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Topic: Why were many people in the north still so unfriendly towards blacks even when there was no slavery there?
Bettina Hammer
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Why were many people in the north still so unfriendly towards blacks even when there was no slavery there?
on: July 1, 2015, 19:32

I think they were like this because even though they didn't support the idea of slavery, blacks were still a foreign concept to many of them and the only information they had were the rumors mentioned by people in the south. (Jack Sullivan)


Lily Sullivan
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Re: Why were many people in the north still so unfriendly towards blacks even when there was no slavery there?
on: July 24, 2015, 20:23

I think that so many people in the north were unfriendly towards blacks because there were little to no blacks in the North. They had no chance to get to know them and were only influenced by the stories of them escaping and being dangerous down in the South.


Annie Danielson
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Re: Why were many people in the north still so unfriendly towards blacks even when there was no slavery there?
on: August 1, 2015, 08:31

I think that everyone was unfriendly to blacks, because old habits die hard, and since people lived so long with slavery, you can't expect them to change their habits so soon. In addition, Vermont is one of the least diverse states in the nation, ethnicity wise, so people, during the book, could have had a hard time accepting a person whose skin color is different, and of whom they only know by stories from the slavery days. If you notice, during The Spare Room, for the most part, only the adults have problems with Jacob, the people who had lived with slavery the longest.


Karyssa Piers
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Re: Why were many people in the north still so unfriendly towards blacks even when there was no slavery there?
on: August 18, 2015, 07:45

I agree with Annie in the "old habits die hard." Their culture had been accepting of slavery for generations, and yes, old habits are hard to break. And perhaps economics also had something to do with it: the south needed a workforce for their cotton and whatever affected the south would also affect the north. Blacks were chosen in the first place because they are cheap, easy to acquire, and…different. Many people (whites) no doubt found "different" appauling. It's easy to be scared of what you don't know or understand. And I think that, at least in this book, many either did not want to go against the cultural norm or were just scared about what they did not understand.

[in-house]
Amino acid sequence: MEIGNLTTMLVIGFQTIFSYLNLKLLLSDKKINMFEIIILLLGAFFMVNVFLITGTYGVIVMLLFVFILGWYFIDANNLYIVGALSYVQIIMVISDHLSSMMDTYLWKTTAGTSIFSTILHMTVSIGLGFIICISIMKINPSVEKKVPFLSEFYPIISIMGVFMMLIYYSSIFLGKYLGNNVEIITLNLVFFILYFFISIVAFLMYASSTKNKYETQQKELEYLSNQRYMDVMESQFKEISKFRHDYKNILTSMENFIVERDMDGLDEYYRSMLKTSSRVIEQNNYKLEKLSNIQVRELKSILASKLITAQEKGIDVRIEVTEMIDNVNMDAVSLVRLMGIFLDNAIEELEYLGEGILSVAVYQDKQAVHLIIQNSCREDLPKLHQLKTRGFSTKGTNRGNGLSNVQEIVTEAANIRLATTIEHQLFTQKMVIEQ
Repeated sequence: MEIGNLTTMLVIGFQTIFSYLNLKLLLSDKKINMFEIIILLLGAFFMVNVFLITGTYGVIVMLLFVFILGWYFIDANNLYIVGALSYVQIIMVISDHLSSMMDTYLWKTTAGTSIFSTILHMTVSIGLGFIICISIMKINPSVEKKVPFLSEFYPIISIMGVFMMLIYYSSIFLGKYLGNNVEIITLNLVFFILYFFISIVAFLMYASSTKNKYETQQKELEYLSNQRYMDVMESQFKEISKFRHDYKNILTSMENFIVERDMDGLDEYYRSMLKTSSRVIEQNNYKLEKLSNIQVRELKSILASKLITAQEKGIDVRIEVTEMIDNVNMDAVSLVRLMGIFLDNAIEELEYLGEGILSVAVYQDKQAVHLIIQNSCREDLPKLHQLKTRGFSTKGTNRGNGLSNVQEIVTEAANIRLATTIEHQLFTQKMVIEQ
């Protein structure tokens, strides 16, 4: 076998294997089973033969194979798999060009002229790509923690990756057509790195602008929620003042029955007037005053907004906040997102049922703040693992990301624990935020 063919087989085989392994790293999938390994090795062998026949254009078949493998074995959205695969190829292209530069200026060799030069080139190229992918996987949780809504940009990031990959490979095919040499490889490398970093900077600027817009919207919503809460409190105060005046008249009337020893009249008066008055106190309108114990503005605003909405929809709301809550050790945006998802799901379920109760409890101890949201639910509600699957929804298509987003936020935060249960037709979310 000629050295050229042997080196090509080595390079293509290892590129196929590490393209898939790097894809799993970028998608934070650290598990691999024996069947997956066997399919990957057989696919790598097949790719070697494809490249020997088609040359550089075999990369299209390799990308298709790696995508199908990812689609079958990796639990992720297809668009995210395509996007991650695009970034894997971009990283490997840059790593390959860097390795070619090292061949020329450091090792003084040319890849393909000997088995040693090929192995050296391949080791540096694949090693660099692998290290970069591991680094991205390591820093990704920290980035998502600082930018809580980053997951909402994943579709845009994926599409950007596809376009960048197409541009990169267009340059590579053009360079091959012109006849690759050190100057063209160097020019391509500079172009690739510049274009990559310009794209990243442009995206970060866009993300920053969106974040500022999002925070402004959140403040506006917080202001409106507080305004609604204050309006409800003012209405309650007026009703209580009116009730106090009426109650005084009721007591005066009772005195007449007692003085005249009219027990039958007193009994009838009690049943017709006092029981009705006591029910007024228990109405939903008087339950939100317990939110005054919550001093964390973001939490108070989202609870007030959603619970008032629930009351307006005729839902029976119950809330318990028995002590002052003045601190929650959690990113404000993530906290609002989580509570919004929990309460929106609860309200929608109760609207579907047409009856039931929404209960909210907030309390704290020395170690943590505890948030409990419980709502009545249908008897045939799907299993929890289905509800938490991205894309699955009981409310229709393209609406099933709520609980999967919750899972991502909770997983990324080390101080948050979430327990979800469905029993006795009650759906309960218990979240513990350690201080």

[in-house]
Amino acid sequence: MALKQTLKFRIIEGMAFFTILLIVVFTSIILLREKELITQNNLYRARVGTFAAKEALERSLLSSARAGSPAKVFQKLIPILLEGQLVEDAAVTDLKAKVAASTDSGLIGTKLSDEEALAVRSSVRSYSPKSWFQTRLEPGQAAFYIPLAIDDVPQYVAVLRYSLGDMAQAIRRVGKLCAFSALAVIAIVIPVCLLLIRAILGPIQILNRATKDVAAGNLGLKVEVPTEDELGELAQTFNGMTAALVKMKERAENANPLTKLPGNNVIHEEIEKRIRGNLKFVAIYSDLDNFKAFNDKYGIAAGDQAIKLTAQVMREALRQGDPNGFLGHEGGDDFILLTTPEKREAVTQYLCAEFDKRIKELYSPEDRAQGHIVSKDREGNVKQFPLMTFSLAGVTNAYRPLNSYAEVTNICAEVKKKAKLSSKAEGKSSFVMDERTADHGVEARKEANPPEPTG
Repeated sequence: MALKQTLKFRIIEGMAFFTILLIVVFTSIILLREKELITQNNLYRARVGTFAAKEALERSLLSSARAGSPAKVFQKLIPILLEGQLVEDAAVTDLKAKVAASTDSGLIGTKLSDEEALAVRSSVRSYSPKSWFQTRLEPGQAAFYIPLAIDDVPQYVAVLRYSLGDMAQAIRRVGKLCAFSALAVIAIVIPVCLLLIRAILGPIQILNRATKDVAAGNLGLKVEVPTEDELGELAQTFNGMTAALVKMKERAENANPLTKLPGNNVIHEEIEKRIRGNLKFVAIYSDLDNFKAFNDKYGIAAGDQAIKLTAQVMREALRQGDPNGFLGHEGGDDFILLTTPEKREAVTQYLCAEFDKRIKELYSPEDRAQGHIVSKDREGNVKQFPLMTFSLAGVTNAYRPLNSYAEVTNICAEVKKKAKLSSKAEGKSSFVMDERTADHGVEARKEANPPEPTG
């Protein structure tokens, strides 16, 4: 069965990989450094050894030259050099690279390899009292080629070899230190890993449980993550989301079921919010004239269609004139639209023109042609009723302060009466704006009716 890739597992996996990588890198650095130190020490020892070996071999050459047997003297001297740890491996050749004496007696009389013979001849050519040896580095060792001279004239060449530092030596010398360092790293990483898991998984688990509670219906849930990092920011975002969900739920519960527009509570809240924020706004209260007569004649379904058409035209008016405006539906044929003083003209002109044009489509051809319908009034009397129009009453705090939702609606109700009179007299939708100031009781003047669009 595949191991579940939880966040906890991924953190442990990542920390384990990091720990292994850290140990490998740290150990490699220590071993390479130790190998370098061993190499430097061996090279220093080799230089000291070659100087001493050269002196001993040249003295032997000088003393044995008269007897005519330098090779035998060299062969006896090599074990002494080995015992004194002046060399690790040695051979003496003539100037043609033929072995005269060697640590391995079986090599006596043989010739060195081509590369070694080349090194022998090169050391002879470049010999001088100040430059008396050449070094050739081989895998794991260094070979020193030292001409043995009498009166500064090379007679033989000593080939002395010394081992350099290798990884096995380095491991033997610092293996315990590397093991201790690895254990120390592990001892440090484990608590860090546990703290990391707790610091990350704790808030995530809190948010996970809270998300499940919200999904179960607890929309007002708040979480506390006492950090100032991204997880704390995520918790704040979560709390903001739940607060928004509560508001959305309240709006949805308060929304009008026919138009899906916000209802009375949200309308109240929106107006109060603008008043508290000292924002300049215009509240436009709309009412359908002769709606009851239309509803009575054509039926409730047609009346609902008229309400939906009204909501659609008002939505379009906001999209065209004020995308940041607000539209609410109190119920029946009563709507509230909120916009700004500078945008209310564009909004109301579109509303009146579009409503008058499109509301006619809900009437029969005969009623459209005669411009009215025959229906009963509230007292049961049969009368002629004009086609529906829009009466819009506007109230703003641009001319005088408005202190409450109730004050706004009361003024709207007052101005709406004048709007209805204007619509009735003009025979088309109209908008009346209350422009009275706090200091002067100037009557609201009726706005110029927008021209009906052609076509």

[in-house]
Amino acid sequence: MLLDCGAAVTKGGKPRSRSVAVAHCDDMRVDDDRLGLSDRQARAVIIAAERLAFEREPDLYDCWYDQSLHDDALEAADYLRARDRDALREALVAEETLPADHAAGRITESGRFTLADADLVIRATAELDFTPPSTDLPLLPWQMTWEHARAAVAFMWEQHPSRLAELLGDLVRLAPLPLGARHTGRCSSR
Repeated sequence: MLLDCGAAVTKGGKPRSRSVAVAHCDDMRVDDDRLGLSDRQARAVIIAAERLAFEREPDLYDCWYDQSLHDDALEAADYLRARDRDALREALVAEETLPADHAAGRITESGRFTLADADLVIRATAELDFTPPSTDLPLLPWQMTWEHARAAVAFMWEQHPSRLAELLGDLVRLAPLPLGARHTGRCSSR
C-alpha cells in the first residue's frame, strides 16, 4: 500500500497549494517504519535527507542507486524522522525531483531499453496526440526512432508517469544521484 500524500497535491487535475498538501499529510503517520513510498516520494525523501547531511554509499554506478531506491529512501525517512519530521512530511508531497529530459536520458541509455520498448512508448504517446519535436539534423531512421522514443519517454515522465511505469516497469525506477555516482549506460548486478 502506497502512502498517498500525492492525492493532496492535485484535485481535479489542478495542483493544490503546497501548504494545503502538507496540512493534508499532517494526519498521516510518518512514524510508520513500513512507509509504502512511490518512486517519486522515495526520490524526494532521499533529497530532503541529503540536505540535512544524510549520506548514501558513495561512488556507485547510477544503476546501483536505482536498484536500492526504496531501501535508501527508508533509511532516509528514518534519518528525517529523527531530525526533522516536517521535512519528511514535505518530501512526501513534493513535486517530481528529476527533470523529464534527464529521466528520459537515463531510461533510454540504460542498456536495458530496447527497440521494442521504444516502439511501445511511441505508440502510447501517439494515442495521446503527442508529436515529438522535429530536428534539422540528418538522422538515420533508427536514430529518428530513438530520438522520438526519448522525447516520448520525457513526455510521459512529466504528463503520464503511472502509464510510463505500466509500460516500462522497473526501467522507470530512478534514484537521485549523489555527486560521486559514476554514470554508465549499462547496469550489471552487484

Logan Samuels
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Re: Why were many people in the north still so unfriendly towards blacks even when there was no slavery there?
on: August 23, 2015, 17:01

I think that people in the North were still unfriendly to blacks because they weren't used to them not being slaves. These people retained their prejudices from before slavery was outlawed because that was all that they had ever known. They still thought blacks were below them even after it was declared that they were not.


Rian Fried
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Re: Why were many people in the north still so unfriendly towards blacks even when there was no slavery there?
on: August 24, 2015, 07:57

I think people in the north were so unfriendly towards blacks for two reasons. The first being that black people were not common in the north so not many people knew what they were like. This caused fear towards them which was then fueled even more by all the common belief at the time that blacks were dangerous (This belief was mainly due to all the stories and rumors from the south) and one should not interact with them. The other reason is many blacks who went through the north were escaped slaves, and getting caught aiding an escaped slave meant you could be punished, although the punishments were much worse in the south, no one wanted to be punished. Many of the escaped slaves made false personas for themselves to protect themselves so the northerners may not have known who was free and who was escaped, so they also distrusted them.


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    July 12, 2015 at 1:21 pm

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